1. Which areas of principals’ work are most strongly related to classroom instruction and student achievement?
2. To what extent does principal leadership explain differences in student achievement and classroom instruction across schools, and through which processes can we discern a relationship?
3. Which processes are most effective for targeted versus whole-school efforts, in terms of principals’ effects on instruction? Are there different mediating processes through which leadership is associated with instructional differences among classrooms within schools than between schools?
Purpose: This study examines the influence of principal leadership in high schools on classroom instruction and student achievement through key organizational factors, including professional capacity, parent–community ties, and the school’s learning climate. It identifies paths through which leadership explains differences in achievement and instruction between schools and differences in instruction among teachers within the same school. Research Design: Multilevel structural equation modeling was used to examine the relationships among principal leadership, school organizational structures, classroom instruction, and student grades and test gains on ACT’s Education Planning and Assessment System. Measures of principal leadership and school organizational structures were collected from teacher surveys administered to all high school teachers in Chicago Public Schools in the 2006–2007 school years. Findings: Within schools, variation in classroom instruction is associated with principal leadership through multiple pathways, the strongest of which is the quality of professional development and coherence of programs. Between schools, differences in instruction and student achievement are associated with principal leadership only via the learning climate. This suggests that in high schools, establishing a safe, college-focused climate may be the most important leadership function for promoting achievement schoolwide.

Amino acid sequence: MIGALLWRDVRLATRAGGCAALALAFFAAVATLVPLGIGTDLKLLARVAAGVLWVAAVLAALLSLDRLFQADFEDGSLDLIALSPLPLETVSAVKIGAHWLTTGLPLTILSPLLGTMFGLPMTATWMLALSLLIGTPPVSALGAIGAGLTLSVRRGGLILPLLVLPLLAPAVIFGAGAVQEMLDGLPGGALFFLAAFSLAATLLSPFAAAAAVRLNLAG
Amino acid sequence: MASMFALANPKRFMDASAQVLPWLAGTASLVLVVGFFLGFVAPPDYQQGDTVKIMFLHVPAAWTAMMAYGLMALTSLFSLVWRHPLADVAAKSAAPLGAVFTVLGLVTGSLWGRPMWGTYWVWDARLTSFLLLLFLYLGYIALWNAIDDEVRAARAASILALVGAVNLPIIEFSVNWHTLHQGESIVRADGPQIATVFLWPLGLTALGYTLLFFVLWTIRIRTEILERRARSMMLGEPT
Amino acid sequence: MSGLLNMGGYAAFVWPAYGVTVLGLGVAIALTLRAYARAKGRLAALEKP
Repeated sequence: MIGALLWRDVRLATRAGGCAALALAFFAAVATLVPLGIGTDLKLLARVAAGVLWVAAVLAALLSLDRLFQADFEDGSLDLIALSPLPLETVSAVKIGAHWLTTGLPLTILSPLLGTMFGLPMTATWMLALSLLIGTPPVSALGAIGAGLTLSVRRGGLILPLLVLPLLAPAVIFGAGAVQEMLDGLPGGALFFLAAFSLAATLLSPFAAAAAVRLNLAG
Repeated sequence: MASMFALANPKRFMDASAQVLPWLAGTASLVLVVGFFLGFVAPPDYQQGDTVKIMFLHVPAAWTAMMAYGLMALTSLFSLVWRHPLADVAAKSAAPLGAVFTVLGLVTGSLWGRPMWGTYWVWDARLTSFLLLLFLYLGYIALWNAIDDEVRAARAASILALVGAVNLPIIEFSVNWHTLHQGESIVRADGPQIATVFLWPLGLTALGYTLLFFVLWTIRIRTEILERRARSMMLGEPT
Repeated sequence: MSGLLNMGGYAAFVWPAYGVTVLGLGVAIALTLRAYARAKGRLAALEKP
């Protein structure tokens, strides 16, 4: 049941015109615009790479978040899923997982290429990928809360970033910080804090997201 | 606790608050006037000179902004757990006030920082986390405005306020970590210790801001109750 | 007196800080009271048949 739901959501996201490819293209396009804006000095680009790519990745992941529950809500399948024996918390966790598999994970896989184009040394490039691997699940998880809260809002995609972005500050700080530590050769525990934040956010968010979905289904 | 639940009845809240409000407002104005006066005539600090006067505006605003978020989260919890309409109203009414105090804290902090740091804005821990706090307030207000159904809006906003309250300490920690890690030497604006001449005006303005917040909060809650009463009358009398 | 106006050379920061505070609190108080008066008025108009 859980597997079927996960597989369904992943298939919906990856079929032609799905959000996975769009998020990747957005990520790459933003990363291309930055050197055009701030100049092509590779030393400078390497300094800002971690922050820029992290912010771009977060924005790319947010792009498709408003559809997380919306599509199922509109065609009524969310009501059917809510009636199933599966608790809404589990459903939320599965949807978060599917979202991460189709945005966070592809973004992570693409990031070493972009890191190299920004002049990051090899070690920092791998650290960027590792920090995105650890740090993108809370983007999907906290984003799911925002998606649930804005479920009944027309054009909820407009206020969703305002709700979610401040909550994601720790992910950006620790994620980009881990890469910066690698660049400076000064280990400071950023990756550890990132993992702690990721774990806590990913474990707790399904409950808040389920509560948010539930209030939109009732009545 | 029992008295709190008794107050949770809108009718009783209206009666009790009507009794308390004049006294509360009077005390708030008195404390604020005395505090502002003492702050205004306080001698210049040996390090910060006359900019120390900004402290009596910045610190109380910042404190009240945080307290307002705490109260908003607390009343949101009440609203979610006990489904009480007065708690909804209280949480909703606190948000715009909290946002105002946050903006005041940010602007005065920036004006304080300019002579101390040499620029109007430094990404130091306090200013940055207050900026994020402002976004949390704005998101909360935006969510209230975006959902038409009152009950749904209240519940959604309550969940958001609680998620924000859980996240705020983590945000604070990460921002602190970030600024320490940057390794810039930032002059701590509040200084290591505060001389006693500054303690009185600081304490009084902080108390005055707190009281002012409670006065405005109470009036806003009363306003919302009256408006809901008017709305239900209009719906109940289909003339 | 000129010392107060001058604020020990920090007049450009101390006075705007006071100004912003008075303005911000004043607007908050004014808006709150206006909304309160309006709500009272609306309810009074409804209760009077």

The final, definitive version of this paper has been published in Educational Administration Quarterly, 48(4), February 2012 by SAGE Publications Ltd./SAGE Publications, Inc., All rights reserved. © 2012